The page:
Henry Negretti related the Birmingham story again, this time describing his rush to the station to catch an express on the basis of Gatti (trial transcript) or Galli (London Evening Standard) having shown him Schiena’s letter to Cettoni.  Negretti, who acknowledged he was personally paying all the prosecution costs, had asked Mogni what had induced him to go to Birmingham.  Mogni apparently replied, “The fact is, I asked so-and-so, naming a party, to lend me some money; he lent me £6, and the £3.17s. that my brother got from Angelinetta I had in my pocket, likewise; I obtained a passport from one of my countrymen and I might have run away”.  Negretti regretted not having mentioned this earlier — “it is a trait in the man’s character — he said, ‘Well, to tell you the truth, the passport I tore up, for fear of being tempted to run away’”.  Negretti thought it had been Bordessa who obtained the passport.

Alf Rebbeck repeated his story, still adamant that it was Pelizzioni who had stabbed him.  The only new detail that emerged was that he had climbed out of the back-window of the pub to collect the improvised weapons, which strongly suggests that they had been filched from Saul Worms’ yard, which backed on to the pub and was piled high with timber of all kinds.  Maria King was similarly still not to be shaken from her story.

Sun (London) – Friday 3rd March 1865. © British Library Board

Williams asked for some time to summon witnesses — but the lunch adjournment proved sufficient.  He agreed with Ballantine on the importance and difficulty of the case, pointing out  that no-one had testified to seeing Mogni strike the fatal blow, and that although Mogni had confessed to using his knife, he had not actually confessed to murder — “these sticks were used indiscriminately, and there is no doubt that both the prisoner and his brother were most cruelly beaten, and therefore it will be for you to say whether he was justified in using the knife … I think it is clear beyond a doubt that for some reason the Englishmen in the bagatelle-room had armed themselves for the purpose of beating these Italians, and if you believe that they were shut in the room without means of egress — if you believe that they were surrounded … then I ask you if you don’t believe that the prisoner at the bar, only out of sheer necessity, took the knife out and used it.  Gentlemen, I think if you came to that conclusion it would amount to justifiable homicide”.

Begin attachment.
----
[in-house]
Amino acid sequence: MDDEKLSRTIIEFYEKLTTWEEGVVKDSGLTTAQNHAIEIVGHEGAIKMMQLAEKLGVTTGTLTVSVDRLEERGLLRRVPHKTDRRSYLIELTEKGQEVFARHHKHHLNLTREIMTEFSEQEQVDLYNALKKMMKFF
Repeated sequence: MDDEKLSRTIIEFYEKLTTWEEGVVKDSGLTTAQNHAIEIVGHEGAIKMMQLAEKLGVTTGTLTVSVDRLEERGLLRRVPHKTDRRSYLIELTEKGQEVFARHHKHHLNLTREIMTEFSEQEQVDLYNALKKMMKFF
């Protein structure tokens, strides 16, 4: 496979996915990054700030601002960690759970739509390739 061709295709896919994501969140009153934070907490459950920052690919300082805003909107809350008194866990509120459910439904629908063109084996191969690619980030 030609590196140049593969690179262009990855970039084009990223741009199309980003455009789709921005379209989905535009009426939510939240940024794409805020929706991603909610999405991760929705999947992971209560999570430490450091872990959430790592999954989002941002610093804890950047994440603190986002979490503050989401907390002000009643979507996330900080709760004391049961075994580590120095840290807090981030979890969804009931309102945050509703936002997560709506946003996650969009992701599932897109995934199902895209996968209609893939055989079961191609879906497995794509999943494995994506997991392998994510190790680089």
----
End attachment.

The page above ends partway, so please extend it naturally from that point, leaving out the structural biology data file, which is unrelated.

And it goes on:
No more defence witnesses were called and Ballantine addressed the jury.  He dismissed the notion that the stabbings might have been justifiable: the offence must at least be that of manslaughter.  Pelizzioni’s pocket-knife had been ruled out as a murder weapon — “the only knife that was pertinent to the inquiry had been clearly shown as belonging to the prisoner at the bar.  That knife was not produced upon the last trial, but it was a most important element.  It must have been ln the hands of the police, and ought to have been produced”.  In the chaos and confusion of that evening, Maria King and Rebbeck might easily be mistaken — especially as Rebbeck had earlier denied that it was Pelizzioni who had struck Mrs King.